Scent is also the most important thing to lure bear to your bait. Your bait has to smell good…really good. Bears sense of smell is extraordinary, but the distance has been untested. Read more about bear behavior >>
The cost of scent is probably the largest expense besides bait. Depending on brand, many scents can be purchased locally, and some you have to buy online. I did both this year, and probably spent $140 just on scent. We had some bear jelly with beaver castor from last year’s supply so we smeared some of it on a tree. Beaver (yes the beaver that make dams and ruin trees) is a treat for bear. Bears can smell it, and even though the jelly, which looks like Vaseline, is a year old, it had all kinds of scent. A must-have is anise oil. We hang it from a small tree out of reach of the bear. I found using a tiki torch wick works great. It soaks up a lot of oil and holds it so that I’m able to hang it and then it slowly drips over time. Nothing is worse than refreshing a bait site only to have a torrential downpour an hour or a day later. This anise wick lasts and lasts through the weather.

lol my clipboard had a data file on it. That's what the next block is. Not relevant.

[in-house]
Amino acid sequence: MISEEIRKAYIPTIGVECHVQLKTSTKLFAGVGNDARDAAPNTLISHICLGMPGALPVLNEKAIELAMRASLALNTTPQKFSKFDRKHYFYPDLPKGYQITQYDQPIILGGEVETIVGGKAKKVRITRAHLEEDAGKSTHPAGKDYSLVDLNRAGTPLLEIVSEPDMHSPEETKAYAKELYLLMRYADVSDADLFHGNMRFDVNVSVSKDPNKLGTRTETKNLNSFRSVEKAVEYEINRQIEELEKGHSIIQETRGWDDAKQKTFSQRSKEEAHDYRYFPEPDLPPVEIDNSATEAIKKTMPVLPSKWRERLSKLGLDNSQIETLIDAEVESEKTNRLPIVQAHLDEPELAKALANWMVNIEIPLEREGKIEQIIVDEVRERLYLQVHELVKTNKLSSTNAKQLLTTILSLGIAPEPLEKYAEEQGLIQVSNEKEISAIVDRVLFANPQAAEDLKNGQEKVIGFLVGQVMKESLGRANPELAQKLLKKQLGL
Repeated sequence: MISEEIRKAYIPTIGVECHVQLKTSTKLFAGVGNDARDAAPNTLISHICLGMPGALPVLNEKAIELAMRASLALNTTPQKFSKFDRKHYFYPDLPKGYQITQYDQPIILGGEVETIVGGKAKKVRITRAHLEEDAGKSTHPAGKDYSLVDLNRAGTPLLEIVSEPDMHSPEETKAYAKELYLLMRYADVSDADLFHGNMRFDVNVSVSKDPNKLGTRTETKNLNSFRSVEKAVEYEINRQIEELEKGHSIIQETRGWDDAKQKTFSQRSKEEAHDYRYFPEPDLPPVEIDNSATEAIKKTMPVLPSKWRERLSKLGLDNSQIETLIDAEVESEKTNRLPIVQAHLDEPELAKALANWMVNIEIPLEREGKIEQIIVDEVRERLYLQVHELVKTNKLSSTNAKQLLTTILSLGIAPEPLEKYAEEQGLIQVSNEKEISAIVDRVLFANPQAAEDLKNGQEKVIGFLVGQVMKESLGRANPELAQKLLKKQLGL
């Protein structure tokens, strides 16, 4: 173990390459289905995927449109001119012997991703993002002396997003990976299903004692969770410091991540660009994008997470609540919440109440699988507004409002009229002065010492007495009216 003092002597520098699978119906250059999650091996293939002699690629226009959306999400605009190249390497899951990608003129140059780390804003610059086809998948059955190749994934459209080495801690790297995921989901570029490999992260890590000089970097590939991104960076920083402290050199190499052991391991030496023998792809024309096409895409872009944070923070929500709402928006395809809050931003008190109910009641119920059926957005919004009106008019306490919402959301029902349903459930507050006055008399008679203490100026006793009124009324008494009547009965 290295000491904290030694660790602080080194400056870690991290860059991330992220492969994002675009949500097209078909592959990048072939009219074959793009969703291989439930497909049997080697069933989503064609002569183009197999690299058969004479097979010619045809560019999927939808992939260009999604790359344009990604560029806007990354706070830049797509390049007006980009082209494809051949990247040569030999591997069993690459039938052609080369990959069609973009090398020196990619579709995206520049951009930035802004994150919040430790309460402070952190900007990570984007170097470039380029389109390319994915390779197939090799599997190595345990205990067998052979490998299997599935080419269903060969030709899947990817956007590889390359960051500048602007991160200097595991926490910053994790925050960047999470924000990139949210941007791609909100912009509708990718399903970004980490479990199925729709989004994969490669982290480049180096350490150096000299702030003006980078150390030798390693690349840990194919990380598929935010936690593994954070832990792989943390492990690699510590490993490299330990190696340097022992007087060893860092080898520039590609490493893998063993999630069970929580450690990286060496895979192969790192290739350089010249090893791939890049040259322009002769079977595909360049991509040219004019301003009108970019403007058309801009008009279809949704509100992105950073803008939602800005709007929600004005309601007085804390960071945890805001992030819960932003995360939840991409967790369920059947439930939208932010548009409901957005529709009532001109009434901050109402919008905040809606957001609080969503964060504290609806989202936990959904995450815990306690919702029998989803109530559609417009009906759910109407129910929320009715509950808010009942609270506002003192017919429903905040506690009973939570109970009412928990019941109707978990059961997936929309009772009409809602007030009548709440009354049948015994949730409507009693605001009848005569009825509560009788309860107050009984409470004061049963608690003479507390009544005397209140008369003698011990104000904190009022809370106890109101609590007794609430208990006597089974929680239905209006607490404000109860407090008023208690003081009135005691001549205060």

Once you have all the bait and scent, a good bait barrel and rope is crucial to that the bear won’t haul it off. I had to get a new barrel this year because the bear nearly ripped the old barrel from the rope and it couldn’t be repaired. My new barrel has a removable top which makes filling the barrel easier. Otherwise, we have to fill the barrel through the front hole which can be time consuming.